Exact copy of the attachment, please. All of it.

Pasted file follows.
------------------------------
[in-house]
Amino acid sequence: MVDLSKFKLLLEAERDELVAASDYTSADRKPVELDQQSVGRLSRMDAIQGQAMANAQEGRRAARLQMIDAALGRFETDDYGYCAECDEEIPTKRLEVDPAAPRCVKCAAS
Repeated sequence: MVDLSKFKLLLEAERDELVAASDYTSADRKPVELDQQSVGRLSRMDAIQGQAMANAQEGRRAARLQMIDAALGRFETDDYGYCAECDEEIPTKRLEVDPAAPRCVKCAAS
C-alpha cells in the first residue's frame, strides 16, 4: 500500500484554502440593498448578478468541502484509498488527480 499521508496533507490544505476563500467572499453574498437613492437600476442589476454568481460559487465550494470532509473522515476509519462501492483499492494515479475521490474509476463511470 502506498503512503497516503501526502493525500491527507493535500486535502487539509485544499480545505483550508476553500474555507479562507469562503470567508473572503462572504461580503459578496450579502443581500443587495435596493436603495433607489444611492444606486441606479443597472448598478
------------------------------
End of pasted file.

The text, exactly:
[in-house]
Amino acid sequence: MVDLSKFKLLLEAERDELVAASDYTSADRKPVELDQQSVGRLSRMDAIQGQAMANAQEGRRAARLQMIDAALGRFETDDYGYCAECDEEIPTKRLEVDPAAPRCVKCAAS
Repeated sequence: MVDLSKFKLLLEAERDELVAASDYTSADRKPVELDQQSVGRLSRMDAIQGQAMANAQEGRRAARLQMIDAALGRFETDDYGYCAECDEEIPTKRLEVDPAAPRCVKCAAS
C-alpha cells in the first residue's frame, strides 16, 4: 500500500484554502440593498448578478468541502484509498488527480 499521508496533507490544505476563500467572499453574498437613492437600476442589476454568481460559487465550494470532509473522515476509519462501492483499492494515479475521490474509476463511470 502506498503512503497516503501526502493525500491527507493535500486535502487539509485544499480545505483550508476553500474555507479562507469562503470567508473572503462572504461580503459578496450579502443581500443587495435596493436603495433607489444611492444606486441606479443597472448598478